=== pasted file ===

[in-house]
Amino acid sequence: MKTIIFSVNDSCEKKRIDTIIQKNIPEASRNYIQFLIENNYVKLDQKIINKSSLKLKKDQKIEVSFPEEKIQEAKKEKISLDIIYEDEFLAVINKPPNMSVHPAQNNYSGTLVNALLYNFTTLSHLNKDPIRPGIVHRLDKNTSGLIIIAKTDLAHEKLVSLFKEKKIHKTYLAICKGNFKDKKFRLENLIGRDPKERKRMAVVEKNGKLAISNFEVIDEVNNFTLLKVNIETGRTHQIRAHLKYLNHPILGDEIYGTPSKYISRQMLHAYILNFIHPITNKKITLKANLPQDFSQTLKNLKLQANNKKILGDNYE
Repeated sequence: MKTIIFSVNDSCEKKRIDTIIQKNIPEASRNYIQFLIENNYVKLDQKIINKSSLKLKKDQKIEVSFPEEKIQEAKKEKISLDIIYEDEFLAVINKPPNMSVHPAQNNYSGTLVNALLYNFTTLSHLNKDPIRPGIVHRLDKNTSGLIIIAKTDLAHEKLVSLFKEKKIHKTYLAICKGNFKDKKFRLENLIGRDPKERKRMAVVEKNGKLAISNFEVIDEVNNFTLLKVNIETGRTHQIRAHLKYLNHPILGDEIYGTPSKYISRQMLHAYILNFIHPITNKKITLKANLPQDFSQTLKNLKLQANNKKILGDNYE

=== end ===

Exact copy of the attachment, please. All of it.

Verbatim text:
[in-house]
Amino acid sequence: MKTIIFSVNDSCEKKRIDTIIQKNIPEASRNYIQFLIENNYVKLDQKIINKSSLKLKKDQKIEVSFPEEKIQEAKKEKISLDIIYEDEFLAVINKPPNMSVHPAQNNYSGTLVNALLYNFTTLSHLNKDPIRPGIVHRLDKNTSGLIIIAKTDLAHEKLVSLFKEKKIHKTYLAICKGNFKDKKFRLENLIGRDPKERKRMAVVEKNGKLAISNFEVIDEVNNFTLLKVNIETGRTHQIRAHLKYLNHPILGDEIYGTPSKYISRQMLHAYILNFIHPITNKKITLKANLPQDFSQTLKNLKLQANNKKILGDNYE
Repeated sequence: MKTIIFSVNDSCEKKRIDTIIQKNIPEASRNYIQFLIENNYVKLDQKIINKSSLKLKKDQKIEVSFPEEKIQEAKKEKISLDIIYEDEFLAVINKPPNMSVHPAQNNYSGTLVNALLYNFTTLSHLNKDPIRPGIVHRLDKNTSGLIIIAKTDLAHEKLVSLFKEKKIHKTYLAICKGNFKDKKFRLENLIGRDPKERKRMAVVEKNGKLAISNFEVIDEVNNFTLLKVNIETGRTHQIRAHLKYLNHPILGDEIYGTPSKYISRQMLHAYILNFIHPITNKKITLKANLPQDFSQTLKNLKLQANNKKILGDNYE